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Quotes

Quote #10

"No, you can’t be no egg, nigger. Now, you can be a crow if you wanna. Or a big baboon. But not an egg. Eggs is difficult, complicated. Fragile too. And white."

"They got brown eggs."

"Miscegenation. Besides, don’t nobody want ‘em."

"French people do."

"In France, yeah. But not in the Congo. Frenchman in the Congo won’t touch a brown egg. "

"Scared of ‘em. Might do something to his skin. Like the sun." (1.5.116)

A discussion that starts out about a soft-boiled egg turns into a discussion of how race and skin color play out in France and in colonial France. Here we are given an analysis of another country, as though to provide a frame of reference for the broken, racist American society. France features again in Song, because we know that Empire State meets and marries a white French woman who eventually cheats on him, and we know that Corinthians spends a year in France and is sought after by many a French man. We see here Guitar’s belief that skin color determines what you can or cannot be in life; that skin color can either limit or broaden your freedoms. By mentioning the Congo, Guitar points to the fact that (despite the seeming acceptance of black people in France), this acceptance disappears in colonized Africa.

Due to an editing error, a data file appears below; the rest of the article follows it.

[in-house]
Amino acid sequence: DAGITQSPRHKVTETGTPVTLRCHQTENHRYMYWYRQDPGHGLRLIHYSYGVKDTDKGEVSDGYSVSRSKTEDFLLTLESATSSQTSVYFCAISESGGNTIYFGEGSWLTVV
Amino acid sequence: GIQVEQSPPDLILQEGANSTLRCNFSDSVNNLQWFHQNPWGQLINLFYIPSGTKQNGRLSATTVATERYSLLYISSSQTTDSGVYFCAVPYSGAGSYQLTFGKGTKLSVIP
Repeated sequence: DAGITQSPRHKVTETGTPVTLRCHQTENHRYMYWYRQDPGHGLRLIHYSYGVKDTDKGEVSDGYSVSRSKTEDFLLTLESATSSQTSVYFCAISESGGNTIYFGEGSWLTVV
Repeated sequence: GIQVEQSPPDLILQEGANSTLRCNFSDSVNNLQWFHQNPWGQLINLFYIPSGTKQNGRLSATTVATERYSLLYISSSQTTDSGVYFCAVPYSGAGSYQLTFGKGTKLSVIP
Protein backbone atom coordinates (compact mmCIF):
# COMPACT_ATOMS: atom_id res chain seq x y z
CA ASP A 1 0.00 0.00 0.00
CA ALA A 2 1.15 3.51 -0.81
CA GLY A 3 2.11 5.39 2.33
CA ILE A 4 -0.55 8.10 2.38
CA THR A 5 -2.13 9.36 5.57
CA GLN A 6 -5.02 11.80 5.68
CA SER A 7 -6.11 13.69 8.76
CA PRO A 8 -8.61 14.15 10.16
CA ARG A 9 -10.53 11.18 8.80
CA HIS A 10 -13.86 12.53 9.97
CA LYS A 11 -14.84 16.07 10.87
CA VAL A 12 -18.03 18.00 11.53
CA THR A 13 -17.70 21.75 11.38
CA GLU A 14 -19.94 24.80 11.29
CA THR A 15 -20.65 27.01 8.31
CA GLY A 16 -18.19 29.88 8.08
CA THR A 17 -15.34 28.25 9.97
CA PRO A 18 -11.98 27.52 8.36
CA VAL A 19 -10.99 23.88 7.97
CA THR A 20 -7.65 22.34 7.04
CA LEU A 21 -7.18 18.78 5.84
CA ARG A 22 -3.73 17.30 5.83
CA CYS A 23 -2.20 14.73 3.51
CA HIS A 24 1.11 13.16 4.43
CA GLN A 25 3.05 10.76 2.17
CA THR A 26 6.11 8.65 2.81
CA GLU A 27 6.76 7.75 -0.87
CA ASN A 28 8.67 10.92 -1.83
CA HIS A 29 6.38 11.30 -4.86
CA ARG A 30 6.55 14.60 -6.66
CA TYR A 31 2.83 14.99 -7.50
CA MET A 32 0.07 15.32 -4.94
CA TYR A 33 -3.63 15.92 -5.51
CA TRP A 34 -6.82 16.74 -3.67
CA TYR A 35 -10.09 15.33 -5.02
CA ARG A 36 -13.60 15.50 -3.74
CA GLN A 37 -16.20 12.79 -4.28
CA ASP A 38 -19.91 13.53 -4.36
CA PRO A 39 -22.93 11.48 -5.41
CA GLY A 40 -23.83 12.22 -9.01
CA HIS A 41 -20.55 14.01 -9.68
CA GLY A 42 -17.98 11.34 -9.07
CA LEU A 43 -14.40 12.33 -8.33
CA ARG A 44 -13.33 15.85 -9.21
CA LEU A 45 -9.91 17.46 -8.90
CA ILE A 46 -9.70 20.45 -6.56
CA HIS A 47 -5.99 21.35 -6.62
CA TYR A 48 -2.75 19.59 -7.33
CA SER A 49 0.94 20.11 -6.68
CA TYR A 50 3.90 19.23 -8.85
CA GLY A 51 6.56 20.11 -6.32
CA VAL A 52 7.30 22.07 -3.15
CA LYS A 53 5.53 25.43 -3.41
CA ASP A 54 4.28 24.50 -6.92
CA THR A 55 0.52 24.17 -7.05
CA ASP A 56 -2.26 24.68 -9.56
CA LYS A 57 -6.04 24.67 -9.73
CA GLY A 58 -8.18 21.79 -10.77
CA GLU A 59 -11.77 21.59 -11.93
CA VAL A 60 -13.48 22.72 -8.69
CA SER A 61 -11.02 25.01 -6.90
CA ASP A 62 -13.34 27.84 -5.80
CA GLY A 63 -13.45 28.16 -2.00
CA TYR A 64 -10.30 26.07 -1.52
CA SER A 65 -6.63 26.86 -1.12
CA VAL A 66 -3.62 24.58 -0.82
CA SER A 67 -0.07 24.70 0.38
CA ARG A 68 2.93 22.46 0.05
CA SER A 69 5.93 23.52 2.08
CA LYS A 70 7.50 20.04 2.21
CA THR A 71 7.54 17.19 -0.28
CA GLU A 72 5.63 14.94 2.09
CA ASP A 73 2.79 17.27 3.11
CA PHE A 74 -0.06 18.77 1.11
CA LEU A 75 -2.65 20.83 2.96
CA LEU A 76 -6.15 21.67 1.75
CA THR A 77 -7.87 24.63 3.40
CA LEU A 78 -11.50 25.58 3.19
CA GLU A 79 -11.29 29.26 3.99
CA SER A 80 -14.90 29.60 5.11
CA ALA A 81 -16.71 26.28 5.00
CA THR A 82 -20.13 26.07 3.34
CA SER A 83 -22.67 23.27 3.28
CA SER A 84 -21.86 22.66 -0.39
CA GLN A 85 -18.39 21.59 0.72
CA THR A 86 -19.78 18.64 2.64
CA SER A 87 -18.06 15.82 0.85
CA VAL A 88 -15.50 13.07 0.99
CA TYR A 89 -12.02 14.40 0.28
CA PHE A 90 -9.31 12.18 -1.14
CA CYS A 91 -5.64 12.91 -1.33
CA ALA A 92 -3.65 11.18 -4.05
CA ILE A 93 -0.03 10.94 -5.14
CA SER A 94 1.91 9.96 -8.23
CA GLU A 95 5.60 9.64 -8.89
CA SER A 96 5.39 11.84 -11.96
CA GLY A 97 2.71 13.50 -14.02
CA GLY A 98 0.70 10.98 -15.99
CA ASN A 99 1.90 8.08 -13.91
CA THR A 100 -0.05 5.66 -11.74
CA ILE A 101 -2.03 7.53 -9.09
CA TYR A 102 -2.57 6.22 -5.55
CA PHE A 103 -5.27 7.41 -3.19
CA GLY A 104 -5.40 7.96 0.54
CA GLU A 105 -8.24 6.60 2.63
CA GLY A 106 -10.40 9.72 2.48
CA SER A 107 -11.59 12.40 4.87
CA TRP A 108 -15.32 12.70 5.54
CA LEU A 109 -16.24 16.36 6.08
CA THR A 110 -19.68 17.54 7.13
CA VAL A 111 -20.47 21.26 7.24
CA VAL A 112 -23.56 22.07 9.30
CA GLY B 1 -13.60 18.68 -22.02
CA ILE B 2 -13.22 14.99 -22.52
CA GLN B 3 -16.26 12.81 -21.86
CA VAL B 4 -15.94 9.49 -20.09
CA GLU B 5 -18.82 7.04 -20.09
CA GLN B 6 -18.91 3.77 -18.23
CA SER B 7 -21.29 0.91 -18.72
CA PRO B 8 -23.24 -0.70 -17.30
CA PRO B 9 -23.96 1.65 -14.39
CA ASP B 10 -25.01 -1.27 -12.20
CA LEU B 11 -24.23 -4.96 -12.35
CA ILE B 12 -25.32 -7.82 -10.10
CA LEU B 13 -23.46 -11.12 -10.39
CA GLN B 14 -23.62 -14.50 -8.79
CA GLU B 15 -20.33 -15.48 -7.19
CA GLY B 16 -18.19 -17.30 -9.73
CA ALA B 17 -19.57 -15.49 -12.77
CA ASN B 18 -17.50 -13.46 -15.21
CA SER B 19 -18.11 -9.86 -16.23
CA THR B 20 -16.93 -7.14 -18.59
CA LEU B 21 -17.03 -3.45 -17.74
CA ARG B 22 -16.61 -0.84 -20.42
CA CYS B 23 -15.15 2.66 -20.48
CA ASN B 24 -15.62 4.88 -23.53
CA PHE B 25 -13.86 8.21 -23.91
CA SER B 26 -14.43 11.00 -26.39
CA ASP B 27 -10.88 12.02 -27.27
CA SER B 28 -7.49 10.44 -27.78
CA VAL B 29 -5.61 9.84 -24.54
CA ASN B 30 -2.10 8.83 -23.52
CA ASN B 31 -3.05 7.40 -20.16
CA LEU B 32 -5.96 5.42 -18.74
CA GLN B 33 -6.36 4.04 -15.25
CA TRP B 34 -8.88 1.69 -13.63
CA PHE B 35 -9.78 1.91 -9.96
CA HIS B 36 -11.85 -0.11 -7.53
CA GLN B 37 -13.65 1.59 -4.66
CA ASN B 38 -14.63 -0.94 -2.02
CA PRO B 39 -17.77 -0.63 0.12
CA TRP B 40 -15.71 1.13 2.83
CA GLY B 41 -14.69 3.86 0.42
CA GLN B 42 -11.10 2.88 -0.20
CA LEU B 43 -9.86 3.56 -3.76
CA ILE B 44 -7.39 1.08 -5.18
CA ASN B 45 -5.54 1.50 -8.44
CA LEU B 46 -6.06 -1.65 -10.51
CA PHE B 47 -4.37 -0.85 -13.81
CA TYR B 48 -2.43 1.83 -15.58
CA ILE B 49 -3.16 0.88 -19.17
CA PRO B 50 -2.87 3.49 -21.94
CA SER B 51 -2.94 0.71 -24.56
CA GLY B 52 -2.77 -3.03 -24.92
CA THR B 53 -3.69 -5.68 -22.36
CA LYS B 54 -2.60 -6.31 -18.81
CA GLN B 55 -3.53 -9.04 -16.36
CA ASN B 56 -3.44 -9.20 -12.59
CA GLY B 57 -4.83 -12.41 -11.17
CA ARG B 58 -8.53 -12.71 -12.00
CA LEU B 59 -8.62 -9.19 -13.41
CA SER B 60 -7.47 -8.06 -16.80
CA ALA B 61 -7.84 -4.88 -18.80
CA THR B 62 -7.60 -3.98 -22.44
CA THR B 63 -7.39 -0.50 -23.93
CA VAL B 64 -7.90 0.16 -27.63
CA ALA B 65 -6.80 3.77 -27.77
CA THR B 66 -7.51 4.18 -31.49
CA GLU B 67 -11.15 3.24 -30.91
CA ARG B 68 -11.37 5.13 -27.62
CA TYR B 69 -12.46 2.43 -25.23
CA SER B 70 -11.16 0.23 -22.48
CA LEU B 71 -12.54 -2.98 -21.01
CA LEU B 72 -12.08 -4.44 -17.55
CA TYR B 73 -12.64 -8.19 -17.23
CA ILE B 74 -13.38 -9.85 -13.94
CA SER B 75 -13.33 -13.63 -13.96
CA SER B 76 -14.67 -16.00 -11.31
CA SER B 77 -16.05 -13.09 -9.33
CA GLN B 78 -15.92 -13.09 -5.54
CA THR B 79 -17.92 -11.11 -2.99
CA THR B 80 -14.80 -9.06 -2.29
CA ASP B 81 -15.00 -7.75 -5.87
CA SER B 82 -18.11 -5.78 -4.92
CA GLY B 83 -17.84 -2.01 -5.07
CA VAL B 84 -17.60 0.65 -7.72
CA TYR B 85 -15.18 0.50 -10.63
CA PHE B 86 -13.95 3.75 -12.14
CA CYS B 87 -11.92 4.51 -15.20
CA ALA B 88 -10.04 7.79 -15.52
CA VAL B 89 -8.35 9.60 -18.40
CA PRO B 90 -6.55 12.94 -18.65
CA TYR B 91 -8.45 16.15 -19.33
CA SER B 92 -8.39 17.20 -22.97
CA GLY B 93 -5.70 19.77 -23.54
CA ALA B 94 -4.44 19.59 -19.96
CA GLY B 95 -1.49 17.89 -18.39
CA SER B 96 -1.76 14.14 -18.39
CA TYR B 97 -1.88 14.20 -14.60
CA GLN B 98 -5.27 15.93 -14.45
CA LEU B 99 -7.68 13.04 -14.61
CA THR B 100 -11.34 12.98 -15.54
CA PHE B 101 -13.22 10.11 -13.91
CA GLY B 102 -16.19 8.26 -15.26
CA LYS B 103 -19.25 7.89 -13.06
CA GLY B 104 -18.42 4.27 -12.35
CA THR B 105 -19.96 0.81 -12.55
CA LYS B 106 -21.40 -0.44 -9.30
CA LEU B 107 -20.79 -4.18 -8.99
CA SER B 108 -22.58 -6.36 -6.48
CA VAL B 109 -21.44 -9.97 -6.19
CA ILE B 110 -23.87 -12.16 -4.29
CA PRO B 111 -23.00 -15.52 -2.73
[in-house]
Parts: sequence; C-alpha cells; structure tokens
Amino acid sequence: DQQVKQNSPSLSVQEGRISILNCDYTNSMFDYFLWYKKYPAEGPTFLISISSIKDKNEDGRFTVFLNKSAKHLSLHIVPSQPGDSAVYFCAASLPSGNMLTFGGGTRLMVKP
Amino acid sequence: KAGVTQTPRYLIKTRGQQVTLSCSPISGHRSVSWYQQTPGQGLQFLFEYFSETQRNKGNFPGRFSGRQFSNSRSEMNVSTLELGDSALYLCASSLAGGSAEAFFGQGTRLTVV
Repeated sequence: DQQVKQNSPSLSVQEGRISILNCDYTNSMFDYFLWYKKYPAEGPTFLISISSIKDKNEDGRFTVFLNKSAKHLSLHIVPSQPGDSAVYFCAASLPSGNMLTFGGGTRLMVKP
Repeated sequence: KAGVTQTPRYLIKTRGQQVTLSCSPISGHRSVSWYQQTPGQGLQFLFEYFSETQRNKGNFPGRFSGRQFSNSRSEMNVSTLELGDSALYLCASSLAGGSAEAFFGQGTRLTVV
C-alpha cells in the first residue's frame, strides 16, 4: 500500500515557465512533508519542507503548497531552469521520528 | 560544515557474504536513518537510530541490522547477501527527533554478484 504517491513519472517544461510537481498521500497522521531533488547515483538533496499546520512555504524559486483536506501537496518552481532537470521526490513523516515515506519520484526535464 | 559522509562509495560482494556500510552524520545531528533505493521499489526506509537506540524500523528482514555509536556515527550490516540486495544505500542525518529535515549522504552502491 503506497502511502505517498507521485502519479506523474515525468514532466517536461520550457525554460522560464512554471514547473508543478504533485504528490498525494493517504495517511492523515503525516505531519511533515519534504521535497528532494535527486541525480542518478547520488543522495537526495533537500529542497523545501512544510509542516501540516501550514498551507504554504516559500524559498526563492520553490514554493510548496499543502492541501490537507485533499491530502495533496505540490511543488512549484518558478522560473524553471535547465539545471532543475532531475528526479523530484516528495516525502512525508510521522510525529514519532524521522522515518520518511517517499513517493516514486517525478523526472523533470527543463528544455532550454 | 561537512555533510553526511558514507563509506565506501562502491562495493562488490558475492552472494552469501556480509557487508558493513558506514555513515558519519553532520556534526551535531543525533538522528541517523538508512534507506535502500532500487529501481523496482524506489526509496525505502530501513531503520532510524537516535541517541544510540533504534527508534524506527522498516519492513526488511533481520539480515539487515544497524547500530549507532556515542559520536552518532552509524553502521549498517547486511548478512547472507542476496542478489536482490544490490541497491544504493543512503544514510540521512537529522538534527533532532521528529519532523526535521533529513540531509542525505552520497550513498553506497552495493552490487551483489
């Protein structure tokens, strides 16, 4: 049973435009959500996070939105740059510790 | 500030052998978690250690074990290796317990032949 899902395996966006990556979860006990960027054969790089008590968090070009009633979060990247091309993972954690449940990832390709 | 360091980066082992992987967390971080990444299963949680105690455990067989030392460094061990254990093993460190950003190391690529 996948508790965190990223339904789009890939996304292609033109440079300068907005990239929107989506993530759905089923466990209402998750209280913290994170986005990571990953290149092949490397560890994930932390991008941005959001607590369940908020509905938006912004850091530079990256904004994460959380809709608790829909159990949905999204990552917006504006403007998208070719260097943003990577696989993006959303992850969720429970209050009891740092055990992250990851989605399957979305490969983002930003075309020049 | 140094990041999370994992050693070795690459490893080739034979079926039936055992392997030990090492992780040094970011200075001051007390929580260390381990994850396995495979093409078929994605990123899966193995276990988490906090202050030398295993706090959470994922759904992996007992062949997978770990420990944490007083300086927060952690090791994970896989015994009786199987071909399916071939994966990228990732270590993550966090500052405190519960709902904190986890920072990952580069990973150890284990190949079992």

Quote #11

"No. White people are unnatural. As a race they are unnatural." (1.6.156)

Guitar has found no other explanation for white people’s ability to commit such hate crimes, such abominable acts of intolerance. It’s interesting that he doesn’t talk anymore about money and how money plays into white supremacy. While Milkman tries to argue that good, natural white people exist, Guitar is skeptical and prefers to generalize that the white race is unnatural, with every white person capable of committing hateful crimes.

Quote #12

"What I’m saying is, under certain conditions they would all do it. And under the same circumstances we would not. So it doesn’t matter that some of them haven’t done it. I listen. I read. And now I know that they know it too. They know they are unnatural. Their writers and artists have been saying it for years. Telling them they are unnatural, telling them they are depraved. They call it tragedy. In the movies they call it adventure. It’s just depravity that they try to make glorious, natural. But it ain’t. The disease they have is in their blood, in the structure of their chromosomes." (1.6.157)

Guitar points to culture (books, movies, art, poems, performance) as the way of measuring the nature of a society. He feels that white America knows that it is unnatural, and this can be proven by looking at the cultural pieces produced by a society. Our antennae immediately perk up here, because, as readers, we know we are reading a product of American culture and American society. Where and how does Song fit into Guitar’s theory?

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